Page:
While global warming is known to be destroying the lives of coral reefs around the world, the Red Sea is the one place where the hot climate is creating a thriving environment for the underwater garden. A surviving species of coral reef grew naturally in the Bab-el Mandeb straight, which runs between Yemen and Ethiopia, and connects the Red Sea to the Gulf of Aden. The Bab-el Mandeb is a particularly warm stream of water at about 34 degrees Celsius, showing that the reef is organically programmed to thrive in higher temperatures. The Red Sea coral reef is well known in Eilat, the southern most point in Israel, and an inviting place for locals and tourists to explore the underwater beauty.
However, the coral reef has seen its share of hardship. During a period of time in the mid-90s, there were fish farms and caging places along the coral, which caused major damage to the entire underwater ecosystem. After years of environmental groups who petitioned and a government who listened to the people’s call, in 2008, the project was stopped and the coral reef was left damaged and in need of care. Since the man-made underwater activities were stopped, almost a decade later, the coral reef shows strong signs of improvement and revival.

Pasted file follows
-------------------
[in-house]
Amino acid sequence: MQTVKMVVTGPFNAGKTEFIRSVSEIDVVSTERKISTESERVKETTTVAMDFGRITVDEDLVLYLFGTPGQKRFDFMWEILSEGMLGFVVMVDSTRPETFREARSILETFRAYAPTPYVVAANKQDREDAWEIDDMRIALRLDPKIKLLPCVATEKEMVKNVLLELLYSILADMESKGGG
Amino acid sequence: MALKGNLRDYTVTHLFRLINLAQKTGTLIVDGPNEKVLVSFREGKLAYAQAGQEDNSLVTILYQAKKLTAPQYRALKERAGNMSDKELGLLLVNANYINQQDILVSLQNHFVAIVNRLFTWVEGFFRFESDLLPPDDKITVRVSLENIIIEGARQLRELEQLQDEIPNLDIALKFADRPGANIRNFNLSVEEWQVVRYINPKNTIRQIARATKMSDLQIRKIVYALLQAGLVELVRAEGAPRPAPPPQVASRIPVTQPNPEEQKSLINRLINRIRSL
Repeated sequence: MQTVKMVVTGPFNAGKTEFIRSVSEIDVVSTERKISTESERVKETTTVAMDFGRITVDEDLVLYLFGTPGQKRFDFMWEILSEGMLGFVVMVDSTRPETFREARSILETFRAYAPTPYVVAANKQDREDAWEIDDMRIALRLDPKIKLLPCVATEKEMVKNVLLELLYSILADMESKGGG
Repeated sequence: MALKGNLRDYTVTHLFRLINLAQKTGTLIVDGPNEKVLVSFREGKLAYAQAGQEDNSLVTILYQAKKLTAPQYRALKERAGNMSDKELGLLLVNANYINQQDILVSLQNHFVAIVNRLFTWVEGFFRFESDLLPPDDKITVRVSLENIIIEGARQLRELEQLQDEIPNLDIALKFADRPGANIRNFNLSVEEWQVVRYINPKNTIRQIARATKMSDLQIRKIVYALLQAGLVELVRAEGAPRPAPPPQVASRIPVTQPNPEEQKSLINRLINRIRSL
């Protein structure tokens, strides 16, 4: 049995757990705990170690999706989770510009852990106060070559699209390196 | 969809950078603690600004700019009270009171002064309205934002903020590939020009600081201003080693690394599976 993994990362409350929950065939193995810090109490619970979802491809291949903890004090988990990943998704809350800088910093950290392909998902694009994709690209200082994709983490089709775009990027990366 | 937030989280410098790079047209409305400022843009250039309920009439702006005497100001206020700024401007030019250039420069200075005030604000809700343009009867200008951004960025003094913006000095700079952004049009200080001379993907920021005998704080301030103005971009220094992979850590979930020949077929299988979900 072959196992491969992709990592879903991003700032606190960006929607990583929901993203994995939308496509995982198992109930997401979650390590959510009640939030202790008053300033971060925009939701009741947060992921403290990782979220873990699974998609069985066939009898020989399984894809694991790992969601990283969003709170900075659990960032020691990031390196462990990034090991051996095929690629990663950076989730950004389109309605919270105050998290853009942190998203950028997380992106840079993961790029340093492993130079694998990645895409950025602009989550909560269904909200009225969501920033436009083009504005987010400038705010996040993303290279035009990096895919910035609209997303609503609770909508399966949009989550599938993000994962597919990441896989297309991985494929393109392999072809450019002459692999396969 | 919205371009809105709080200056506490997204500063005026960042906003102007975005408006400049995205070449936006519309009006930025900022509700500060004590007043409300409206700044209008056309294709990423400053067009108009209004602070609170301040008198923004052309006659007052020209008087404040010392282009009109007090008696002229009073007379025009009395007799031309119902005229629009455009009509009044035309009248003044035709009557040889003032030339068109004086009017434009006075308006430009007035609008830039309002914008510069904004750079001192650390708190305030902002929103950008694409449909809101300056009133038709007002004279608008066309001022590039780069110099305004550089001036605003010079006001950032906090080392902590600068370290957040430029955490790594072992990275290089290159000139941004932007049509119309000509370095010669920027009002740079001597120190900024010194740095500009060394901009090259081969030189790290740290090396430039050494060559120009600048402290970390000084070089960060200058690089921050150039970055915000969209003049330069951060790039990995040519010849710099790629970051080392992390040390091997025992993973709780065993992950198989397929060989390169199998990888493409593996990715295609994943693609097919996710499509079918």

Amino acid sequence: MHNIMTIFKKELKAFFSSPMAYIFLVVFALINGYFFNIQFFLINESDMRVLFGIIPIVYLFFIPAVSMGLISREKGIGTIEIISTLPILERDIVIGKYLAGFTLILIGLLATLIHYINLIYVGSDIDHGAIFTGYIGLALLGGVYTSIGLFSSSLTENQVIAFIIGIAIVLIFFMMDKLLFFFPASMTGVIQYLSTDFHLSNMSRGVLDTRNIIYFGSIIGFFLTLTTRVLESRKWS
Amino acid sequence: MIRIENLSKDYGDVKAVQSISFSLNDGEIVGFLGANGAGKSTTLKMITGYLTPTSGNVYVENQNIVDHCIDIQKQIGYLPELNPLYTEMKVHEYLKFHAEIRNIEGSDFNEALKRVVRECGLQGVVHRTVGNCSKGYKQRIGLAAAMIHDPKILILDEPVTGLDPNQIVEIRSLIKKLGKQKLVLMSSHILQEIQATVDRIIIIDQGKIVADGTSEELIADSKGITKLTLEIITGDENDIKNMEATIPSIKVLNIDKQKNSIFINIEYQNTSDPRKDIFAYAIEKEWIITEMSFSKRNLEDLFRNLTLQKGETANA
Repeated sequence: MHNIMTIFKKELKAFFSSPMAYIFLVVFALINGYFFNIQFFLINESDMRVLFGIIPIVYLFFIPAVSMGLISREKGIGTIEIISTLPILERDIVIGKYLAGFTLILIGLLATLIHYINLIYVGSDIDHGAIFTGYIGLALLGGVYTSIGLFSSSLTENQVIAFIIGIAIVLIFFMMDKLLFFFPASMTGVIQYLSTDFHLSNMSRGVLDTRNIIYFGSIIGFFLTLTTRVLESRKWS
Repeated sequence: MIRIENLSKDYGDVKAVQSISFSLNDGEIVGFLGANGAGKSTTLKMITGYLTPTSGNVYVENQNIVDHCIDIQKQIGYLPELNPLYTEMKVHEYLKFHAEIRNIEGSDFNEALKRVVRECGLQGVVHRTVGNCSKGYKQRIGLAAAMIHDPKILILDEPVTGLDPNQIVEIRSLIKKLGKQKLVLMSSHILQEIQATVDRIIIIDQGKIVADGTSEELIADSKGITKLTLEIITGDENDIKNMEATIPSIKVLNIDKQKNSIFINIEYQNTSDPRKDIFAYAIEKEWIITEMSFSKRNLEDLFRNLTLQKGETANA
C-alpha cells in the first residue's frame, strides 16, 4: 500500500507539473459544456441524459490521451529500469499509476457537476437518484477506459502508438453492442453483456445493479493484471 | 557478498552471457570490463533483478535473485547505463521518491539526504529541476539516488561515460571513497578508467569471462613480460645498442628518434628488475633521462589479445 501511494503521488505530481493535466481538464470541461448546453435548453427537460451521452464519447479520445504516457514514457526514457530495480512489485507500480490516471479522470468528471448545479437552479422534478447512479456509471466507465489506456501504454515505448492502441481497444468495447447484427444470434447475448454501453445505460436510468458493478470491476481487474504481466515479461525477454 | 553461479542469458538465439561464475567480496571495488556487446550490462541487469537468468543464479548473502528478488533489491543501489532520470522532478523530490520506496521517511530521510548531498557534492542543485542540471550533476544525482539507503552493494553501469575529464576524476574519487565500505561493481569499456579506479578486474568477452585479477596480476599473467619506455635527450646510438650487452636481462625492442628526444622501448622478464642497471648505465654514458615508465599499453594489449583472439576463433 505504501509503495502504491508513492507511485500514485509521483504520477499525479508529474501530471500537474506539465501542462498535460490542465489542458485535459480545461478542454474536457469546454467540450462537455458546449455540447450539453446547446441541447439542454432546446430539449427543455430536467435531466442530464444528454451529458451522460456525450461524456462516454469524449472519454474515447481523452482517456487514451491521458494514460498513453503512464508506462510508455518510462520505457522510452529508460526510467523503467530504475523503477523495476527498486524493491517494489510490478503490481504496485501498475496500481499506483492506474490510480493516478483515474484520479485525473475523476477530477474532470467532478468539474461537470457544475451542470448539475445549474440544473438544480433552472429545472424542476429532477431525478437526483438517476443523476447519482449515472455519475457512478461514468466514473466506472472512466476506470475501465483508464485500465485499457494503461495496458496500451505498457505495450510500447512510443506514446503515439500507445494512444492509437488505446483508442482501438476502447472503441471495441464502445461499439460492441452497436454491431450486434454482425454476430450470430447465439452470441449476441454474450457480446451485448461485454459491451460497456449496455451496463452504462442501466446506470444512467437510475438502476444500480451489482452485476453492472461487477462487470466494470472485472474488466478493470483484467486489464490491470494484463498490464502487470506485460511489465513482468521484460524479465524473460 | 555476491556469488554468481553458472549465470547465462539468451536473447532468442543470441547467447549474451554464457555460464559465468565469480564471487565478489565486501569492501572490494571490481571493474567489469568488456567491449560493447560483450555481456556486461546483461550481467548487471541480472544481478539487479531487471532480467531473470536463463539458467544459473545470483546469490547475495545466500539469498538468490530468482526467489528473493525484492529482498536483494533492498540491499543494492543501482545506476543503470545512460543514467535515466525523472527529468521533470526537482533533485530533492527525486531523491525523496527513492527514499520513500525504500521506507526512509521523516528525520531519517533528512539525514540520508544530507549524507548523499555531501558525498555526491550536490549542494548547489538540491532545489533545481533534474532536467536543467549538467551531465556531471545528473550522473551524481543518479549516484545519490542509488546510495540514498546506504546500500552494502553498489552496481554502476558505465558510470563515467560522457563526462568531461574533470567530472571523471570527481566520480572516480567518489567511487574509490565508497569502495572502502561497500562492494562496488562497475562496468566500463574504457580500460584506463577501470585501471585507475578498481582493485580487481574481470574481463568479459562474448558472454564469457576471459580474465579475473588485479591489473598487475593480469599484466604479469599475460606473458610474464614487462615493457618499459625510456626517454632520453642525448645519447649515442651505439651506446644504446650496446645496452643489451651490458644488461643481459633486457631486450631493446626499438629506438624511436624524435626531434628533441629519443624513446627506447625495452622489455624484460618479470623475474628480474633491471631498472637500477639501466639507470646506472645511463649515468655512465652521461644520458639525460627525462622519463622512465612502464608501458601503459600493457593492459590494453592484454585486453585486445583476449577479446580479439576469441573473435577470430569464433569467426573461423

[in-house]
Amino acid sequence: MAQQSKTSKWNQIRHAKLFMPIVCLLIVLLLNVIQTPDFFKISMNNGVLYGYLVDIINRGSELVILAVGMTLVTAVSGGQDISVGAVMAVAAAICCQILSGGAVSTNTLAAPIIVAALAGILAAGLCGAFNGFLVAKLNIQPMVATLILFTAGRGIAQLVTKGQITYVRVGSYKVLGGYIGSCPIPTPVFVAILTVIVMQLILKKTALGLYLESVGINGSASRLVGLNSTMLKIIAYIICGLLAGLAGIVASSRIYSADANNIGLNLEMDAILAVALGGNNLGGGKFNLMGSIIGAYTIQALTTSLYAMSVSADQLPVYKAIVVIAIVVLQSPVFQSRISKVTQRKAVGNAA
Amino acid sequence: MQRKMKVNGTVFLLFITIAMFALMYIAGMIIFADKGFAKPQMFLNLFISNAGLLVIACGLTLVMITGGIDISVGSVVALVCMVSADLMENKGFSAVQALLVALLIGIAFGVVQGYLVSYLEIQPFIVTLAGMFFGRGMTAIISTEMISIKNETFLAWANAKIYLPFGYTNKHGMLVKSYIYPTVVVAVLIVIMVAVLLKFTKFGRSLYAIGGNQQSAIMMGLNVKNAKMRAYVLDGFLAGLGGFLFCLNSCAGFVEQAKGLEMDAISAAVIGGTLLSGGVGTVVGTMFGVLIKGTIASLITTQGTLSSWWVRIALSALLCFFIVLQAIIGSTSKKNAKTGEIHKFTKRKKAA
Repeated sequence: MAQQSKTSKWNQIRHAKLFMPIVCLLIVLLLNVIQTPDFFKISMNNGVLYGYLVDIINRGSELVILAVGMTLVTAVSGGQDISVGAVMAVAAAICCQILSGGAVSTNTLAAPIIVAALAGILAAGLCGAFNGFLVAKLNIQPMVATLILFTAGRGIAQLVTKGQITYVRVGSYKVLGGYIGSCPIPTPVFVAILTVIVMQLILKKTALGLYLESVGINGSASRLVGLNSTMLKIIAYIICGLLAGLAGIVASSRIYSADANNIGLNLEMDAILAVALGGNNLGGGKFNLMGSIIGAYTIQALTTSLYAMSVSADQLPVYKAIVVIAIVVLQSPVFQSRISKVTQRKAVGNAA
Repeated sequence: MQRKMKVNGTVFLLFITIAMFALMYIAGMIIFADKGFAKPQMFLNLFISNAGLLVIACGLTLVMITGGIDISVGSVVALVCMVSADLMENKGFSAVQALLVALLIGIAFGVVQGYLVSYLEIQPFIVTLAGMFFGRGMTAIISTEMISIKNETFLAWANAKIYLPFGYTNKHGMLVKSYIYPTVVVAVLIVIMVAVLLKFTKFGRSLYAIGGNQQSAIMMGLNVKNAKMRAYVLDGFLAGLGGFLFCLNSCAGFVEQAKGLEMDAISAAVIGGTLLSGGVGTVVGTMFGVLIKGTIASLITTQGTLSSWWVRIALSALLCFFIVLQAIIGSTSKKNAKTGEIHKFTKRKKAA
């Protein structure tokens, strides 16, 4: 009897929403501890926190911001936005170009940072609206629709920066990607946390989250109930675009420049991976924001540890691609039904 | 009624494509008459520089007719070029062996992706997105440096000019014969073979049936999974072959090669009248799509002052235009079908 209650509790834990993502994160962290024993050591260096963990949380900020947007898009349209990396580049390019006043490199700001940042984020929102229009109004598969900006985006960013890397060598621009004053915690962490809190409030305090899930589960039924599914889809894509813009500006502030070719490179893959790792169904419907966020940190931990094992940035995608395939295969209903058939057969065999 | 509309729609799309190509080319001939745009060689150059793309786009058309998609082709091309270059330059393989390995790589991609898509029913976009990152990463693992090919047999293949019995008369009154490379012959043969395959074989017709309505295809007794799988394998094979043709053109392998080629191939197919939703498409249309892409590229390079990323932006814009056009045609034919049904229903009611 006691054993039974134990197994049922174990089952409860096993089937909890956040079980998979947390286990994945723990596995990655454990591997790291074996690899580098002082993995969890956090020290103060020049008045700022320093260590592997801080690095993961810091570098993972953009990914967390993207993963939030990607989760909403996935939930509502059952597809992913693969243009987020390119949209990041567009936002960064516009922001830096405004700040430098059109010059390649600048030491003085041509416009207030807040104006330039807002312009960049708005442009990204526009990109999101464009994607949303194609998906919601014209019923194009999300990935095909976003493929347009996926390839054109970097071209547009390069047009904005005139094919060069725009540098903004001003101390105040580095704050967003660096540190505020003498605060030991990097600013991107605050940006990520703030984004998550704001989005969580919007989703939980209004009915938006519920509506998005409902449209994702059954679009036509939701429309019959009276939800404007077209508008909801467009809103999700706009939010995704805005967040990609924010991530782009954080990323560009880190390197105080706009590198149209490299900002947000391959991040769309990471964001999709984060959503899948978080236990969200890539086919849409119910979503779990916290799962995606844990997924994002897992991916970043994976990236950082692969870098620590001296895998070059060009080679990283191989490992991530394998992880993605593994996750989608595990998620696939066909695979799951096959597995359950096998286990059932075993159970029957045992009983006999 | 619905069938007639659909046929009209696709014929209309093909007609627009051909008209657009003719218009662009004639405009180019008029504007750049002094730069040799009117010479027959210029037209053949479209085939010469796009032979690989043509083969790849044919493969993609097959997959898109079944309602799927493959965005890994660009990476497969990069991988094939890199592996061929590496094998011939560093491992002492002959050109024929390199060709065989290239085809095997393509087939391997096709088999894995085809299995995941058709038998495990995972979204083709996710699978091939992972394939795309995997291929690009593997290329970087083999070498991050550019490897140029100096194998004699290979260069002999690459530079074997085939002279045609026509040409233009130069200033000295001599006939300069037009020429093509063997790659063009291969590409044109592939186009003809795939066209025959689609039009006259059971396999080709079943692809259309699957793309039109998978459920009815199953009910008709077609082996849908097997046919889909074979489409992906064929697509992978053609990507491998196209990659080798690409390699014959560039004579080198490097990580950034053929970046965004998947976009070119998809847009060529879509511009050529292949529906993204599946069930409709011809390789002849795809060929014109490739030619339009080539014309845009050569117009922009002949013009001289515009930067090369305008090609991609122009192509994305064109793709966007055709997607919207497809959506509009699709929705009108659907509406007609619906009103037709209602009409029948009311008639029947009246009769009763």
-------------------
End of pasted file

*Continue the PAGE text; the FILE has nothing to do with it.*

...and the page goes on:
The underwater Eilat ecosystem has seen a restoring of balance, as many underwater creatures depend on coral reefs to survive, either for food, shelter or protection. While most coral reefs, like the Australian Great Barrier Reef, are suffering from sea bleaching and dying off, it’s a true sign of nature’s cycle restoring itself if given the chance.
However resilient the Red Sea coral reef may be, it still needs to be tended to ensure it stays alive and well, as it might be the only coral reef in the world able to grow and thrive with global warming on the rise.